by Weston Cutter
I’ll admit that I’ve been holding back on doing this review. Holding back both out of just general laziness, but also out of something like fear. Catie Rosemurgy’s The Stranger Manual is one of those books which, like stars, is best seen indirectly, best considered (in the classic Replacement phrase) left of the dial. Why? Well, look first at the title of the whole thing: the book’s title’s second word can either be adjective or noun, and how you split the wood there’s significant. Is this a Stranger Manual, like, the manual that comes between the Strange and the Strangest manual? Or is this Stranger Manual for strangers, and, if so, what’s the deal on that?
I don’t have answers, of course, and I wonder if Rosemurgy (who I interviewed a bit ago)(also: an interview in which she talks about the book’s title!) would even be willing to say if she read/meant the title one way or another. Becuase, see, this is the thing, dear reader: Catie Rosemurgy’s book The Stranger Manual functions somehow almost Rorschachian, something nearly symmetric. On page 11, there’s “Miss Peach Imagines She Is an Aging British Rock Star and Explains What Honesty Is”; on 61, there’s “Miss Peach Imagines She Is an Aging British Rock Star and Considers Bipedalism While Responding to a Beautiful Woman Who Has Just Said ‘I Love You'”; these represent only half of the Miss Peach/Aging British Rock Star poems in the book.
So your first hint: The Stranger Manual is graced with Miss Peach, this fictional, freewheeling, incredibly strange + appealing woman, plus lots of what happens with/to Miss Peach happens within Gold River (a town). It’s hard to talk about this stuff without sounding silly or weird, hard to talk about overtly unreal stuff in poems, because it’s the opposite of what we come to poetry for, right? We come for honesty and seriousness and intense stuff—we want the callused skin of day-to-day experience peeled back carefully, surgically snipped beautifully, and we want the thrumming muscle beneath revealed, and to do that we need some decent authorial presence, someone to be Legit and Real, right? Maybe this is just me, but it feels like much of the poetry we all read features voice stuff such as this (I’ve got a stack of 7 books of poetry here, all of which I’m to be reviewing, and I can think of none which feature a speaker who is clearly false/made up).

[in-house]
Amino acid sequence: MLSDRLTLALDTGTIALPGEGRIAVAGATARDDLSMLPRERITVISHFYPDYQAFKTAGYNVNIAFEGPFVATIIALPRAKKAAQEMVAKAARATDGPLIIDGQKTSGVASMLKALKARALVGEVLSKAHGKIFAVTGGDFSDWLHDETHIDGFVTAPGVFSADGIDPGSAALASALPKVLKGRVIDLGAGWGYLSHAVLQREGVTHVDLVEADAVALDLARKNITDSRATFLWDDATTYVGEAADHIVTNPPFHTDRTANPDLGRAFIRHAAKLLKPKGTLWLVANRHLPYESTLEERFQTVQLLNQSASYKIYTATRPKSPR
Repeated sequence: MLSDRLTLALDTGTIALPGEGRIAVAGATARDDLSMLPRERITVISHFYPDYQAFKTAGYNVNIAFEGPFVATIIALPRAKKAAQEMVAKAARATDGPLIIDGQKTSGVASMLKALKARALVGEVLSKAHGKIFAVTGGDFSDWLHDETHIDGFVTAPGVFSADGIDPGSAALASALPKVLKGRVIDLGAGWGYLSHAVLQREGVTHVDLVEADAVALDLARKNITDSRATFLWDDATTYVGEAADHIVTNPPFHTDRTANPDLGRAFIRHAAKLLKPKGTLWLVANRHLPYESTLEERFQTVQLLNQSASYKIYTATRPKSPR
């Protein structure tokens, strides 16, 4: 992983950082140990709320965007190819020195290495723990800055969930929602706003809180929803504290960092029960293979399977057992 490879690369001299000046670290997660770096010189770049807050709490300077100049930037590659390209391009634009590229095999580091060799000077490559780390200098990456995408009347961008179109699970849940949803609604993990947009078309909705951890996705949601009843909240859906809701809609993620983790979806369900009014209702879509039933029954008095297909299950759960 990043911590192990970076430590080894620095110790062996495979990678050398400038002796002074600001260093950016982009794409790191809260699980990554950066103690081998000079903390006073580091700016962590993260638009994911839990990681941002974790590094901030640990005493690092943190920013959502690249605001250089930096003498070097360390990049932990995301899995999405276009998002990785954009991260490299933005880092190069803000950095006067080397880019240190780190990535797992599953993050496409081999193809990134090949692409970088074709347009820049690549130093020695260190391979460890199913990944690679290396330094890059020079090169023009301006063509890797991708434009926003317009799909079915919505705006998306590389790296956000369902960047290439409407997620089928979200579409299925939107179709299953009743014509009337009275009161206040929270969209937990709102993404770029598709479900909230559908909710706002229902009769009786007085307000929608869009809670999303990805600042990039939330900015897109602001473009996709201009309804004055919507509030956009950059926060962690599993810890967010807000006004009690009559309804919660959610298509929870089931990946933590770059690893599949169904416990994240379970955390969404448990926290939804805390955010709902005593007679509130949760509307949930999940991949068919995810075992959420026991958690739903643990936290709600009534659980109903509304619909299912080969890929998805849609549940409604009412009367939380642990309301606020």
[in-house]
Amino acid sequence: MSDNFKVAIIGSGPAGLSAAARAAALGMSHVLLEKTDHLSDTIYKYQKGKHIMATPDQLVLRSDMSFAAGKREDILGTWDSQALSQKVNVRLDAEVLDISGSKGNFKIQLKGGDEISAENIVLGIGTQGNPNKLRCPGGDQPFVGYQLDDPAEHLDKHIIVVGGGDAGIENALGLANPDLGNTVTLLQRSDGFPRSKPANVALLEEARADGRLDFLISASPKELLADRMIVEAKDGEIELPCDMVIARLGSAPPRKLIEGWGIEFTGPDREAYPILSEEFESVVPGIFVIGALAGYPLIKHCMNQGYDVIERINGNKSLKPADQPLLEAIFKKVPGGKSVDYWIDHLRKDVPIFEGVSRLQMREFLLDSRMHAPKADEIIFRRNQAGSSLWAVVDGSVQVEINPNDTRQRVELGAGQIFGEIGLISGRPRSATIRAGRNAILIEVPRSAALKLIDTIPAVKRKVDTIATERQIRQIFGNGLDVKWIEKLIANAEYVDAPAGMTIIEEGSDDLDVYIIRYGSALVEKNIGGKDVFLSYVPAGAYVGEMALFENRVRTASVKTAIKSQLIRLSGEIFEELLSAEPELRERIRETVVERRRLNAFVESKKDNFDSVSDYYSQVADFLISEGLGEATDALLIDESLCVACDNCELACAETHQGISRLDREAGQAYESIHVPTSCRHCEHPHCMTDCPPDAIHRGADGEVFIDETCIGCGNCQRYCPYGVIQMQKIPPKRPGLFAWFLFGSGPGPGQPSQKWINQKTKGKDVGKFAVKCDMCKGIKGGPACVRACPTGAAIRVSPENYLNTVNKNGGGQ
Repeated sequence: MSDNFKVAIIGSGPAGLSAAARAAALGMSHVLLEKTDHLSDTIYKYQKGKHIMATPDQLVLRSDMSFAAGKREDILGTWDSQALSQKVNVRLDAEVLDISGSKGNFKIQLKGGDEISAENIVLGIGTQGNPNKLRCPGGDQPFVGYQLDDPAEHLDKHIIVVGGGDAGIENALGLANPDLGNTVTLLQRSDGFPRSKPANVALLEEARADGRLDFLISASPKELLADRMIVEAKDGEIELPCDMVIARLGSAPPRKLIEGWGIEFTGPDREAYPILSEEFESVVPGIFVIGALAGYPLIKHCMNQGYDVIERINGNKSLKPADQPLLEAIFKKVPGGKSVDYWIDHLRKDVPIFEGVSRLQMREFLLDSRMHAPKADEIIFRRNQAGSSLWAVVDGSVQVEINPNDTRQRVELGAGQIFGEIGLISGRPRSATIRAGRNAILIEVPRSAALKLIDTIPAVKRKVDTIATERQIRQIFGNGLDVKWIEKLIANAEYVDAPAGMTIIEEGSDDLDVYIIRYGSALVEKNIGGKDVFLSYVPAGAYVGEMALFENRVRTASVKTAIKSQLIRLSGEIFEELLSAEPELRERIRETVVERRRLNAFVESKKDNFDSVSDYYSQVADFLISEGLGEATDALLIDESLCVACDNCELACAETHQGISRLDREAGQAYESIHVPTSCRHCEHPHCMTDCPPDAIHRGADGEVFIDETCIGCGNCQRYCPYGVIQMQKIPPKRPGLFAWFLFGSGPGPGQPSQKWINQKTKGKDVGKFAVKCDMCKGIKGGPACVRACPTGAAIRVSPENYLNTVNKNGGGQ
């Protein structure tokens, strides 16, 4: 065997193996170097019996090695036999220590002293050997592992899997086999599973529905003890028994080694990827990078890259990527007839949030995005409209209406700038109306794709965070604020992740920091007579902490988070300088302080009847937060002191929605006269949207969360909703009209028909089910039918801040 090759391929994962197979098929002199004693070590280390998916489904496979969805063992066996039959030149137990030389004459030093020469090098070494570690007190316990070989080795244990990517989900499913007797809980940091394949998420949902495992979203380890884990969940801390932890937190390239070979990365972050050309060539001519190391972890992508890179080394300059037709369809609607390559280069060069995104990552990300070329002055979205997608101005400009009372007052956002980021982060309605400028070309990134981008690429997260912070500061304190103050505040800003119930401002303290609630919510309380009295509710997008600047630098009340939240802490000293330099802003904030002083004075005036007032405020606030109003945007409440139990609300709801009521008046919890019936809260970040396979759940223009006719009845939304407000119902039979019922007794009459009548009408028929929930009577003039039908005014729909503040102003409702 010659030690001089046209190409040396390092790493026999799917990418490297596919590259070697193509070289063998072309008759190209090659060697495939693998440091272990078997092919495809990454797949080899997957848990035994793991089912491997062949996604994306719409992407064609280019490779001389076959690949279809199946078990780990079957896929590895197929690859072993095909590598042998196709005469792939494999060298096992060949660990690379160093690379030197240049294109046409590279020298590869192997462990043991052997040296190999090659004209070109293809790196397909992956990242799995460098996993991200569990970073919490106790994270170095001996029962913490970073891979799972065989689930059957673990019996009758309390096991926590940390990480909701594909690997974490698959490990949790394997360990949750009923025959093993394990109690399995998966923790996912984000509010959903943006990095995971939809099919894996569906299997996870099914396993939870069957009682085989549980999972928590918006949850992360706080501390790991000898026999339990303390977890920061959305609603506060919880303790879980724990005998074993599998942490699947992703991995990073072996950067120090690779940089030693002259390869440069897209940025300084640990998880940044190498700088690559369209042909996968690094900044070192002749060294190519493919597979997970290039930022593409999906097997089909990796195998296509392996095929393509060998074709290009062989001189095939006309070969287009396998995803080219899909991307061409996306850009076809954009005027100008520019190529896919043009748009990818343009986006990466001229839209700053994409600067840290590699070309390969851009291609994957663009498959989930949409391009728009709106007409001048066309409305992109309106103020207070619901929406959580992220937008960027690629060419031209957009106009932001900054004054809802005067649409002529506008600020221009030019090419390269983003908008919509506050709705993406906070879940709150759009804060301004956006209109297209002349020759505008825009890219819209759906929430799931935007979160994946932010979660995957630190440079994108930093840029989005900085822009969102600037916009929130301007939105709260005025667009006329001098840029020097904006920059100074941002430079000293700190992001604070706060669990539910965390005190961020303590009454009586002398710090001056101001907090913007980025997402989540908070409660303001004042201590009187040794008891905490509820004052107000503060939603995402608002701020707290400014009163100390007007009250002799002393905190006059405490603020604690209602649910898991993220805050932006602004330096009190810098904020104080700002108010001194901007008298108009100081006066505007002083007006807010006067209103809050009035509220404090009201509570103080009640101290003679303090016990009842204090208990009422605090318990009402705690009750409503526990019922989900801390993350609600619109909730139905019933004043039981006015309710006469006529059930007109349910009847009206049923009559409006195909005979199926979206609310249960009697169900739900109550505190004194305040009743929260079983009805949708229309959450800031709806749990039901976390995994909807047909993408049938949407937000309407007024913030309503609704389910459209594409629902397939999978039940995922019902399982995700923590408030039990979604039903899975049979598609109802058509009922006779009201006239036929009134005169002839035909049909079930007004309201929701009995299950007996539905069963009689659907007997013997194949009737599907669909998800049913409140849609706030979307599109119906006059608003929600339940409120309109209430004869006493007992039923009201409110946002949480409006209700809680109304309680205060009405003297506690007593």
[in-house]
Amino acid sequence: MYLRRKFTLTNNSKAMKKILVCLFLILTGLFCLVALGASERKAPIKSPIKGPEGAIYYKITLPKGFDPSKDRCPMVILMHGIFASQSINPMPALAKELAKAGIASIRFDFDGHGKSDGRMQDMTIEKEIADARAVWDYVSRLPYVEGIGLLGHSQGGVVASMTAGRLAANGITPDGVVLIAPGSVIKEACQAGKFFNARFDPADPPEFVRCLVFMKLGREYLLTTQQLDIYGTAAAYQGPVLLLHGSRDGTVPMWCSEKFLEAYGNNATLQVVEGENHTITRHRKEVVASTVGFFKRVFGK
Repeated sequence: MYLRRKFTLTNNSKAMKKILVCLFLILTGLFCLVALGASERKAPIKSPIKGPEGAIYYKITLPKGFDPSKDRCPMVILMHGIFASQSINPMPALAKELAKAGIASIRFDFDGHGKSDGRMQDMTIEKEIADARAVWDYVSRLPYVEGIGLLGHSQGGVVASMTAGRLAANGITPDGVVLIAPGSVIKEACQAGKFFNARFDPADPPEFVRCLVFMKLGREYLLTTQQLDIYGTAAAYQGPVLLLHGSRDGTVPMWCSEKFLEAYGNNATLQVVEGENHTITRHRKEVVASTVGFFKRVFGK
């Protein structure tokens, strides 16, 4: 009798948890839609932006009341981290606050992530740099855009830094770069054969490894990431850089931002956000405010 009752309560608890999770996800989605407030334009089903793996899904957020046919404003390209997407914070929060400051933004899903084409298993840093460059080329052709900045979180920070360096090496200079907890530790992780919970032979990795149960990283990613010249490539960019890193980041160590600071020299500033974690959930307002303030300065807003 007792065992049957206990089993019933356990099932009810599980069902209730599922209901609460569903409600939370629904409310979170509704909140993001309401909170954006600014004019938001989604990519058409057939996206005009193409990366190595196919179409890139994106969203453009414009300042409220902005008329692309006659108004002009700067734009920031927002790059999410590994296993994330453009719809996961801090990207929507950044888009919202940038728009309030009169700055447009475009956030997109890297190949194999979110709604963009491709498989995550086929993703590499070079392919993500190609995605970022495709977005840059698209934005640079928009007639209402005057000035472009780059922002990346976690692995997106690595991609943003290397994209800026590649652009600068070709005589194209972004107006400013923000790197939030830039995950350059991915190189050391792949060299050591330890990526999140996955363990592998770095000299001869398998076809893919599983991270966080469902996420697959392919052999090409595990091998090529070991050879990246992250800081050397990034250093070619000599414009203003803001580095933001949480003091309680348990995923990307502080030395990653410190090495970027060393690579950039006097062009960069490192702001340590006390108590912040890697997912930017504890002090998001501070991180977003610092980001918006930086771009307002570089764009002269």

And so it’s both incredibly fresh (all meanings of the word) and a bit strange to get this Miss Peach woman: she’s odd and hilarious, and touchingly direct in ways, again, we’re mostly (or at least for sure I) not accustomed to finding in poems. Here’s the first three sentences of “Miss Peach Explains Promiscuity to a Toddler”:
Say this yellow square block is bored. Say she’s bored because she’s always been
a yellow square block and has always been knocked down with other yellow square blocks.
So one days she goes to the couch where she meets some blue rectangles. The idea
is to make something she hasn’t seen fall down before.
Just for that phrase—make something she hasn’t seen fall down before—would make the book worth buying, but it does even get better thereafter.
(I’m having a hard time with this. This book moved me and wowed my and for the last several months I’ve probably had it near me more than any book in a long-ish time; it’s so good it now knocks me back, makes me nervous. Maybe this: For those of us who write, there’s that grip of fear that clutches when you realize, looking through all the stuff you write, that you are, in lots of ways, all the stuff you write. Too many serious, wordy things about attachment and fear? Bingo: that’s the mirror, kid. Too jokey, an inability to hold anything? Likewise. The truth is, whether we want to admit it or not, the line between author and book is never very distinct [for tons of reasons; I’m not saying The Stranger Manual is autobiography on Ms. Rosemurgy’s part; I will, however, say that this book could only be exactly what it is because of Rosemurgy’s obvious and intense great humor, her willingness to have this tough tenderness, this sort of laughing intimacy]. What I’m trying to say is: this book is both ten times funnier and a dozen times sweeter than any book I can think of in the last five/ten years. I’m not kidding. This book is to good contemporary poetry what Aimee Bender’s best stories are to fiction—strange, illuminating because of difference, sexy as hell).
God! This book! You page through at random and get lines that just knock you sideways. Ugh. I can’t do it. The Stranger Manual is bigger and funnier and better than any review’ll try to shape it into, starting with this one. Please, please: buy this.